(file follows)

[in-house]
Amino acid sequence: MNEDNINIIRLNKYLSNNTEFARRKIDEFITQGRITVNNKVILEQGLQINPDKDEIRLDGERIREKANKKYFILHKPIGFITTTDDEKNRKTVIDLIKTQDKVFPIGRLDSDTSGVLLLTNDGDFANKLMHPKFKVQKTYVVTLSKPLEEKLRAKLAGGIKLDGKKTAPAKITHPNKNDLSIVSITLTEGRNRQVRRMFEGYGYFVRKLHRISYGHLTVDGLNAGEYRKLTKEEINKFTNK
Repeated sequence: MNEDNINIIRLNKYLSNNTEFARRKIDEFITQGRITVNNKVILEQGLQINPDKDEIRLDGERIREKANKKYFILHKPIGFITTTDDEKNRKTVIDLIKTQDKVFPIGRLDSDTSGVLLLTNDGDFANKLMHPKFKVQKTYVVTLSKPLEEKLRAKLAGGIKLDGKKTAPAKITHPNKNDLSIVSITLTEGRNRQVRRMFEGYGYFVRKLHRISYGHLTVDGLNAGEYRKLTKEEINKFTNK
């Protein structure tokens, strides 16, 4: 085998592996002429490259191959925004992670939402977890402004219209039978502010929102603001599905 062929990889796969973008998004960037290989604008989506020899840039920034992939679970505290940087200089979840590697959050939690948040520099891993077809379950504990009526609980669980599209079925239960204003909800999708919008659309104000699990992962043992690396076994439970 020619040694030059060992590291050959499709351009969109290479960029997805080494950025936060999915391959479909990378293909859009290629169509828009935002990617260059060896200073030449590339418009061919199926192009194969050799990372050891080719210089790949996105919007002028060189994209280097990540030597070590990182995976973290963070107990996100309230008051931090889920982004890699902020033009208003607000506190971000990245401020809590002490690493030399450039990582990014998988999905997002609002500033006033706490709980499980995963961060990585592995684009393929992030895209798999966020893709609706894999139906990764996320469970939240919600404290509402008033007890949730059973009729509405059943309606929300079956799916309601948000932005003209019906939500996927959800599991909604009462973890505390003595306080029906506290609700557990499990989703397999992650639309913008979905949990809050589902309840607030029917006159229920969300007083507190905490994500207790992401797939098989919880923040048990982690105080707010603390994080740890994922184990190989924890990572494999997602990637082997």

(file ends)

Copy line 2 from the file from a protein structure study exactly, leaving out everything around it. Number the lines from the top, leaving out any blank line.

Amino acid sequence: MNEDNINIIRLNKYLSNNTEFARRKIDEFITQGRITVNNKVILEQGLQINPDKDEIRLDGERIREKANKKYFILHKPIGFITTTDDEKNRKTVIDLIKTQDKVFPIGRLDSDTSGVLLLTNDGDFANKLMHPKFKVQKTYVVTLSKPLEEKLRAKLAGGIKLDGKKTAPAKITHPNKNDLSIVSITLTEGRNRQVRRMFEGYGYFVRKLHRISYGHLTVDGLNAGEYRKLTKEEINKFTNK